I tracked all four shows for a year before deciding to change things up and measure them differently (you can find the results of the that year-long experiment, including the charts and data, on the TV Viewership Stats page).

In July of 2009, I started collecting some different data about the same wrestling programming. What I was measuring this time was the number of matches per hour, and the quality of those matches as judged by a simple rating system.

The rating system I used was not one to five stars. It was closer to how I rate programming using my TiVo (Thumbs Up/2 Thumbs Up/Thumbs Down).

Since the WWE decided to shut down the ECW promotion, I stopped reporting on ECW and just did the other three.

The Final Results

After 52 weeks of collecting data from July 7th 2009 to July 9th 2010, here is a summary of the rating results. If you want to see more details, take a look at the TV Match Ratings page.

Thumbs Up/Thumbs Down Rating Totals

For each of the three brands, the thumb ratings have been totaled since I started collecting data the week of July 7th, 2009. Just to be clear, each “One Thumb Up” rating counts as one point, each “Two Thumbs Up” rating counts as two, and each “Thumb Down” rating counts as negative one (which subtracts from the total).

Here are the Thumbs Up/Thumbs Down ratings for the three programs:

Total Thumbs Up Ratings

Despite all of the negative press it gets, TNA pulled out ahead of Smackdown and way ahead of Raw in the quality of the matches (in my opinion). TNA would have been even farther ahead on positive ratings, except that they have had so many bad matches since Hogan and company showed up that it pulled their total down (remember a really bad match gets a Thumbs Down which reduces the total by one).

Avg Ratings Over Time

One other thing of note was the average ratings per match over time for each brand.

Avg Thumb Rating Per Match

The Raw guest host format has certainly affected the WWE programming. They are consistently at the bottom, even though it is supposedly the WWE’s “flagship” program. About 1 in 20 Raw matches is considered great.

If you take a look at the trend of TNA, you can see the damage Hulk Hogan and his cronies inflicted after the first of the year (about the midpoint of the charts). The average rating of each TNA match was climbing until Hogan took over. At its peak about 1 in 3 matches was great. It has been steadily falling since then, up until the last few weeks where it leveled out.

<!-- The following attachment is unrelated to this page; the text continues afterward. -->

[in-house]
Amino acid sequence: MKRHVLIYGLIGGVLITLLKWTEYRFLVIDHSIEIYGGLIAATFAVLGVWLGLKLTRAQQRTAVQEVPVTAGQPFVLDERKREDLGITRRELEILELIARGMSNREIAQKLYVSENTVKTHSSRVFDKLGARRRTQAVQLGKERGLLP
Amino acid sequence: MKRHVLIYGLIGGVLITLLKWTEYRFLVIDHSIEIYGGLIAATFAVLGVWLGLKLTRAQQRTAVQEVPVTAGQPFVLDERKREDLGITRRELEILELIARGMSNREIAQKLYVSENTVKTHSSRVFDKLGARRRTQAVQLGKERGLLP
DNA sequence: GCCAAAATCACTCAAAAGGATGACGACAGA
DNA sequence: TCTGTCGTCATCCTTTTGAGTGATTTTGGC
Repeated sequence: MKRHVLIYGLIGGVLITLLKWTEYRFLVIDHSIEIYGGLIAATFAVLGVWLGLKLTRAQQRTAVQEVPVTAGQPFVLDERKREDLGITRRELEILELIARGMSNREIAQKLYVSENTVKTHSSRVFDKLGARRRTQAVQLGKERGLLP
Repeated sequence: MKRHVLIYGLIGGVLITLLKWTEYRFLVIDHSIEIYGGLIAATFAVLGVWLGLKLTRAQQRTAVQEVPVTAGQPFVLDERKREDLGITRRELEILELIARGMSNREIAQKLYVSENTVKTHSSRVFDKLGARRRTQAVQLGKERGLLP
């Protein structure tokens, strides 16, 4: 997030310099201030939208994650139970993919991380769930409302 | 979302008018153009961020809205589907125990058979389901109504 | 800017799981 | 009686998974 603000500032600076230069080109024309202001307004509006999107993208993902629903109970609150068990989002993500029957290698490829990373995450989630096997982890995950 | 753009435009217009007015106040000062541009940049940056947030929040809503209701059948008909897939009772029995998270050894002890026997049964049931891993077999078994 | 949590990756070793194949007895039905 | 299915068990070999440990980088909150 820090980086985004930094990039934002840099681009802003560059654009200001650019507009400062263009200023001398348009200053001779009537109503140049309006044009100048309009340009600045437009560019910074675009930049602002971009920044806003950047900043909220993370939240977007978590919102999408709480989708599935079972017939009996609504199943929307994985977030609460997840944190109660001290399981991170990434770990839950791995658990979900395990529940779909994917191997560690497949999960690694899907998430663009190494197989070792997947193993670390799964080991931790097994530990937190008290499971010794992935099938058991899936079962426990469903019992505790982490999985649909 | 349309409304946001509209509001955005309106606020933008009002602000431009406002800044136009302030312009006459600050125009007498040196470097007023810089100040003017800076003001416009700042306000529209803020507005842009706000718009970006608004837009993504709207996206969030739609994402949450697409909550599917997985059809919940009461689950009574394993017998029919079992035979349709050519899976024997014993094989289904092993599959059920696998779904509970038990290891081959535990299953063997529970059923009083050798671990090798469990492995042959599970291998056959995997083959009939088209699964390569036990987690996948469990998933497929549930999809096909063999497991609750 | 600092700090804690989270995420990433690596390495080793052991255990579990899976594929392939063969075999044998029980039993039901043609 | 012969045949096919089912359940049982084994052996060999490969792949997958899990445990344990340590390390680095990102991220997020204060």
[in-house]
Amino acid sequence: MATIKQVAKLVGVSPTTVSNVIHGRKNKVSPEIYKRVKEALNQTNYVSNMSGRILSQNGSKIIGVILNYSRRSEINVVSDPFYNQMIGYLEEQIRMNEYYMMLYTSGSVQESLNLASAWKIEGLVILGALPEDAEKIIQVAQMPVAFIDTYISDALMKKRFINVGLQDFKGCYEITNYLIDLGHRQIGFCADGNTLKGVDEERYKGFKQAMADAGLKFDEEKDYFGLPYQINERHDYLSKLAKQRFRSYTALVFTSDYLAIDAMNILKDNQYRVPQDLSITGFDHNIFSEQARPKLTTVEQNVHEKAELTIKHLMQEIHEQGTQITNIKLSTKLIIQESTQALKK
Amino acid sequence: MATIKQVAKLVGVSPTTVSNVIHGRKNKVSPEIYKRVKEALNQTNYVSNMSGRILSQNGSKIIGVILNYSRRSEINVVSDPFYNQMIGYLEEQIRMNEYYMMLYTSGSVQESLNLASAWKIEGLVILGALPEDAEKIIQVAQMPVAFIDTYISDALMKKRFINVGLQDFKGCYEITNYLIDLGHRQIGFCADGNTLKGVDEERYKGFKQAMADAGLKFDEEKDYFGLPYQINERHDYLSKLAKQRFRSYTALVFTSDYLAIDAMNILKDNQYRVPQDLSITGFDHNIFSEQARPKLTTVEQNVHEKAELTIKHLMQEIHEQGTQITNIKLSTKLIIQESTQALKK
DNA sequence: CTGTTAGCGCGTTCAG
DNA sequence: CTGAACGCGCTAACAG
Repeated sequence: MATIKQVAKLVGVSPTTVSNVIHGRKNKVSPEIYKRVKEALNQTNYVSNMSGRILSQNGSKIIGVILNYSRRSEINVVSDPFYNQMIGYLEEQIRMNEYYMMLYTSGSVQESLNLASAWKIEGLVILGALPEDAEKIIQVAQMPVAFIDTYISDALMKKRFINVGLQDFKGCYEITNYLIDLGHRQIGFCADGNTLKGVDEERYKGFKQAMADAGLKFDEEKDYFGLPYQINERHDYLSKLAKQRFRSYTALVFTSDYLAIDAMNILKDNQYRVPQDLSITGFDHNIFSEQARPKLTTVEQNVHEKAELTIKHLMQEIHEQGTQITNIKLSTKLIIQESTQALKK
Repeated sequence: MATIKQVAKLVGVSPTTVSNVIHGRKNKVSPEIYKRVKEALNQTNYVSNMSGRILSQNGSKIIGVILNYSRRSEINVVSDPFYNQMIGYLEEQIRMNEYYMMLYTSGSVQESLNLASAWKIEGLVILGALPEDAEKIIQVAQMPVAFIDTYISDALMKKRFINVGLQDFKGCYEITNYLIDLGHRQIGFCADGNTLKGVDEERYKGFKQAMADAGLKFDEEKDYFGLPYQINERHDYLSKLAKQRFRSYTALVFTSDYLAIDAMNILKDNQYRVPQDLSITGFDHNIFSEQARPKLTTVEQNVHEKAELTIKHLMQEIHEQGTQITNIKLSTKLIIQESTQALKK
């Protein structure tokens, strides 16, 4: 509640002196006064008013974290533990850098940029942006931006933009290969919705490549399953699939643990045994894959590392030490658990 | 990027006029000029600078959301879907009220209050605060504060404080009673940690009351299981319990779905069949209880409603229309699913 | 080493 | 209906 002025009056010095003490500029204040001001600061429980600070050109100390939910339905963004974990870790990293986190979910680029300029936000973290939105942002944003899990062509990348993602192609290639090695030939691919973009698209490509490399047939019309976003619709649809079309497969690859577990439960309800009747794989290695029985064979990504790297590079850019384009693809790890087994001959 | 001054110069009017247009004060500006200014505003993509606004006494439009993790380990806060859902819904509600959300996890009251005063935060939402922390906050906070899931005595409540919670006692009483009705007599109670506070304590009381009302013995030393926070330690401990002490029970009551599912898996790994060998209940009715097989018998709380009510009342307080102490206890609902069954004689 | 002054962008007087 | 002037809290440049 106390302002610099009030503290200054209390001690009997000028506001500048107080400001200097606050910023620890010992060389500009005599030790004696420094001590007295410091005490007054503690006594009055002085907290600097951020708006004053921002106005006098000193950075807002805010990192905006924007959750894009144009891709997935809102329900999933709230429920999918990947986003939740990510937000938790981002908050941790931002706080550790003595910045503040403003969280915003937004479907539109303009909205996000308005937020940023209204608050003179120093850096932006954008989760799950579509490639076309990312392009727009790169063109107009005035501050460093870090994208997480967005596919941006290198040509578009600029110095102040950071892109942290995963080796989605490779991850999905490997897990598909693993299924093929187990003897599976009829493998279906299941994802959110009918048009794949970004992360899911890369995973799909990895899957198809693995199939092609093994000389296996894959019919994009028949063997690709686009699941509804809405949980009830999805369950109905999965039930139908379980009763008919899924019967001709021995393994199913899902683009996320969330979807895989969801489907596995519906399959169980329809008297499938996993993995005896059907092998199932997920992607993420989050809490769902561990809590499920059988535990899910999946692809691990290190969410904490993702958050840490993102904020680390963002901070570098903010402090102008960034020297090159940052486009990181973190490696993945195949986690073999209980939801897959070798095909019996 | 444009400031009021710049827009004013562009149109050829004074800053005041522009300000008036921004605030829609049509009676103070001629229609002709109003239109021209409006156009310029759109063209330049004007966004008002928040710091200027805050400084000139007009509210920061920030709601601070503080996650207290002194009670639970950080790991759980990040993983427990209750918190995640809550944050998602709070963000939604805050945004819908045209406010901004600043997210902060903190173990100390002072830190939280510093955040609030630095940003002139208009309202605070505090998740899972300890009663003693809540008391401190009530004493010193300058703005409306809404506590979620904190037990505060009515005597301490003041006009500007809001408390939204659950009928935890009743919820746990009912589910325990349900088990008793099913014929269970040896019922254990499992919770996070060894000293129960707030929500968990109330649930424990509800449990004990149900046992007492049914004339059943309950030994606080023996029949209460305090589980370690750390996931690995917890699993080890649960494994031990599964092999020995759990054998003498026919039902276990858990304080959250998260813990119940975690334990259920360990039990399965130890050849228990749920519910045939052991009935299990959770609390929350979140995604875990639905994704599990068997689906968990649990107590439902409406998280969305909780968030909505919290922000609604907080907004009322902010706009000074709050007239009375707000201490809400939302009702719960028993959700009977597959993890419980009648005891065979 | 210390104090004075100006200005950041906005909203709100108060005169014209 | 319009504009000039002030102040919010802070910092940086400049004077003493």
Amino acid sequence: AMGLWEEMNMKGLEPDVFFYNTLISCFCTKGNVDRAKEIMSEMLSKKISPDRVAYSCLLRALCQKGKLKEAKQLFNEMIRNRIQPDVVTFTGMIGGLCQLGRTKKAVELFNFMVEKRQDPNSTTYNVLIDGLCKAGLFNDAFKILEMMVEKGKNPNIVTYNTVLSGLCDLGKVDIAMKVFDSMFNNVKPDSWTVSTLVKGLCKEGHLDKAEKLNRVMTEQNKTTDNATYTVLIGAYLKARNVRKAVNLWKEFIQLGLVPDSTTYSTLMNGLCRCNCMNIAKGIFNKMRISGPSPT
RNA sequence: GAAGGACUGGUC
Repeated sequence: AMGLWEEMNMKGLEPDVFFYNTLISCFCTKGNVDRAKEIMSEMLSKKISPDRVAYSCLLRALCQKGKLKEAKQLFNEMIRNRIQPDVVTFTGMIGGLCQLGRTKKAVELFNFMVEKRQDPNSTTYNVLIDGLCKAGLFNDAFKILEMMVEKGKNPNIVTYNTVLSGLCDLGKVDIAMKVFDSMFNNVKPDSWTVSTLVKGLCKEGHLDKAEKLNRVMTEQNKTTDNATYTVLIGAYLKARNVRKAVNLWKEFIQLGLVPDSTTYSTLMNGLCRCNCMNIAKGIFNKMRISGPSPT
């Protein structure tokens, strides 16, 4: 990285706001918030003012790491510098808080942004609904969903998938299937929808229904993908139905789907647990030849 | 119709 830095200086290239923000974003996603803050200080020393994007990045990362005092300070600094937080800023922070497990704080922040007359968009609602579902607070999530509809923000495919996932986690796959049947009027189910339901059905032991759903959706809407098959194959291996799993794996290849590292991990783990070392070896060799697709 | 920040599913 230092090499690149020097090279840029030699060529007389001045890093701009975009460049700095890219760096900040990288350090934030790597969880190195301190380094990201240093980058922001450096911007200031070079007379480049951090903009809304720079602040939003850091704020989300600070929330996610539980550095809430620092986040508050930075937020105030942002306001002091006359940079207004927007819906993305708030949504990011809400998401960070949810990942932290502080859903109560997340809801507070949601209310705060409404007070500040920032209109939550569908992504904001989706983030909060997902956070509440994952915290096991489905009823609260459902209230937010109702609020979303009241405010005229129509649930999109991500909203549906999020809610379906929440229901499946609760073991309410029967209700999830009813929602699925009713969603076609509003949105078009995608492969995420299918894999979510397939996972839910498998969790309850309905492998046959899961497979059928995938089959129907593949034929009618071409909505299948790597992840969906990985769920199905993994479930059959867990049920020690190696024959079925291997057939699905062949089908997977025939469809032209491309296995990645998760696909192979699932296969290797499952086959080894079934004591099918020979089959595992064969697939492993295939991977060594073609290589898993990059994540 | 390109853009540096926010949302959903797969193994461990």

Smackdown has been fairly consistent over time, equaling TNA in the last couple of months. About 1 in 5 matches are considered great.

Take a look at all the stats and my “brilliant” conclusions over on the TV Match Ratings Page

Has TNA started their own “Attitude” era? Over the past few weeks, I’ve noticed a few changes to the programming that by themselves seem pretty insignificant, but combined seem to indicate an actual company direction. I know, I’m making the assumption that TNA Management actually has a plan. Or even that they have the idea that they need a plan.

With the turn of Abyss and a more serious Jay Lethal, there aren’t any “cartoonish” characters left. On top of that, they’ve gone from bleeping the word “ass” on the broadcast, to allowing the word a**hole to be said multiple times per episode. It’s even part of Mr. Anderson‘s gimmick. Add the bit with Angelina Love‘s backstage camera shot and you’ve got the start of a more “adult” TNA.

Back in 1998, the WWE started running more edgy angles, violence, and swearing to compete with WCW. TNA has dipped their toes in the deep end a little bit with some hardcore thumbtack matches and flaming tables (I’m not going to comment on the “glass” this time). Now it looks like they’ve got their whole foot in.

Will it be the start of something good, or just another attempt of TNA copying what was successful in the past and keeping their fingers crossed?

Interesting ending to the 3-hour June 7th Monday Night Raw episode. The NXT rookies wreaked havoc on John Cena, the commentary crew, the announce table (including the announcer), and the ring itself. Not sure where they’re going with this,other than an nWo angle. Probably the best and most unexpected thing I’ve seen happen in the last couple of years. At least as far as storylines go, which I don’t care too much for to begin with.

Also interesting to see that the WWE ring is built the same way most of the wrestling rings are on the independents. Sheets of foam board insulation with their edges duct taped together, on top of 2″ x 12″ planks, on top of a steel frame (one of our earlier rings used 4 x 8 foot sheets of plywood instead of the planks).

On the same program, however, was one of the most embarrassingly awful series of skits the WWE has put on with the actors from the new A-Team movie. For all the flack TNA gets, they haven’t put on anything rivaling the WCW appearance of RoboCop.